There’s an App For That

Alys Dunn

Since the Apple app store’s opening in 2008, $60 billion has been made by developers of apps. On New Year’s Day alone this year, $240 million was made by purchasing just apps. With 2.2 million apps to choose from on the Apple store alone, we have come a long way from playing snake on our Nokia’s.

So isn’t it fitting that something as revolutionary as the smartphone app is now being used by an application that is equally as innovative?

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Image Credit: Pixabay

Over fifty years ago the world was transformed by the advent of The Pill. Since its approval in the 1960s for contraceptive use, over 200 million women have taken it. It put women in control of their own lives enabling them to choose if and when they wanted children. For the first time in the history of mankind, women were able to take responsibility for a method of preventing pregnancy.

Swedish particle physicist Dr Elina Berglund has now made an app for that. Natural Cycles is an app that prevents pregnancy by tracking measurements you plug into it; measurements taken by a thermometer you pop into your mouth every morning. Depending on these measurements, the app’s algorithm will tell you if it’s safe to have unprotected sex, termed a ‘green day’, or whether you should take other forms of protection, a ‘red day’. The basic scientific fact behind this is that a woman can only get pregnant on six days of her monthly cycle. So by using an algorithm that takes into account temperature and many other factors like sperm survival, temperature fluctuations and cycle irregularities the app is able to predict the likelihood of becoming pregnant that day. Other factors can also be added into the app to reduce your red days and increase your green, like when you’re having intercourse or by taking LH tests (Luteinising Hormone tests can detect ovulation through urine).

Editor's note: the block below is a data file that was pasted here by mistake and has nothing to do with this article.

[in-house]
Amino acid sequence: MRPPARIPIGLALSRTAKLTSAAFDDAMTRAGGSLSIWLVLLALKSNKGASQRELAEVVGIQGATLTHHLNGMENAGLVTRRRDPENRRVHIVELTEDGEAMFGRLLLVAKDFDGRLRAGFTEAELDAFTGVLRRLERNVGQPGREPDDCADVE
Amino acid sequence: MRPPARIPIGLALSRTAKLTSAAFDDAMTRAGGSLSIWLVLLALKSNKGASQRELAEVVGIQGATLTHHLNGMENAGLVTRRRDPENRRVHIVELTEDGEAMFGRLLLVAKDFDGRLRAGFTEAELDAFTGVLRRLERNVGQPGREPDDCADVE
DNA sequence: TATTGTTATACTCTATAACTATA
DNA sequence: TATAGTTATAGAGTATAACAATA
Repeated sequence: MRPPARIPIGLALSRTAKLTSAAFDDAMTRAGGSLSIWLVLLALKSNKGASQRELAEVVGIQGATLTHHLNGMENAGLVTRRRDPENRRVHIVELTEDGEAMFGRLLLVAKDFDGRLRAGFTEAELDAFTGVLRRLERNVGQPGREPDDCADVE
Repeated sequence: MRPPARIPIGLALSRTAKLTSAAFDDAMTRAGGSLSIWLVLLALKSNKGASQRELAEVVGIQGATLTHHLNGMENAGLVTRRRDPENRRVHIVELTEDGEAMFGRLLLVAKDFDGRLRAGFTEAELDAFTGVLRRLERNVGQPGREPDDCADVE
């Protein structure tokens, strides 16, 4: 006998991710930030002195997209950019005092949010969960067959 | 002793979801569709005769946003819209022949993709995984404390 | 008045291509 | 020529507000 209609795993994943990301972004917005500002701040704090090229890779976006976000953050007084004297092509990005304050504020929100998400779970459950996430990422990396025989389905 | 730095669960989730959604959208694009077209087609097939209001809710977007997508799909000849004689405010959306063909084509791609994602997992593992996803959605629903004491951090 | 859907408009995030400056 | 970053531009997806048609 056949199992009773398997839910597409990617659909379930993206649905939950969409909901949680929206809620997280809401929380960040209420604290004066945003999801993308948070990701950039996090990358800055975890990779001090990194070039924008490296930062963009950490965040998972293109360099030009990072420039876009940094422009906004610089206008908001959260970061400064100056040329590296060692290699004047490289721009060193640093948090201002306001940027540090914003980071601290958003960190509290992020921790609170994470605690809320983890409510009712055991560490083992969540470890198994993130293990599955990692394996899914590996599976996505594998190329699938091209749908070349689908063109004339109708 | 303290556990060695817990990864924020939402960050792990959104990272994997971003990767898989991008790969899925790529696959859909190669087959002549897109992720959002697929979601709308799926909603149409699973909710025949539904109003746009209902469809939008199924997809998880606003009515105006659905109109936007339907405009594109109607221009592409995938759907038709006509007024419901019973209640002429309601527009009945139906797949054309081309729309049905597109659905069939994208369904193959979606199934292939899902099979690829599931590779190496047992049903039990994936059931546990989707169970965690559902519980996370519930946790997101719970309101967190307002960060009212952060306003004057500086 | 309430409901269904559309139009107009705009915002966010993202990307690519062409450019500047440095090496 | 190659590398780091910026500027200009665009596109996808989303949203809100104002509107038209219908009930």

The pearl index is a way of measuring how effective contraceptives are. The closer to zero, the better the contraceptive. Seven women in 100 per year using Natural Cycles as their main contraceptive got pregnant. This equates to a pearl index of seven: very high protection. Compare this to the pill which has a pearl index of nine, which is also very high protection, yet less effective than the app. Plus Natural Cycles has no added hormones which cause the side effects (like certain cancers and deep vein thrombosis) of the contraceptive pill.

The app is still not considered as effective as other contraceptive methods, such as the Nexplanon contraceptive implant, with a Pearl Index measured between 0.00 and 0.4. However, it’s really interesting how the advancement in computer technology and an algorithm written by a particle physicist has now meant that we are now able to control and understand our own bodies better via a mobile app, without harmful side effects.

Male Contraceptive Injection Shows Promise

Josh Bason

Since it was first introduced in 1961, the contraceptive pill has provided an effective family planning solution for millions of couples across the world. Yet to this day, a similar hormonal solution for male contraception has been elusive. A recent clinical trial, however, seems to move us much closer to a breakthrough.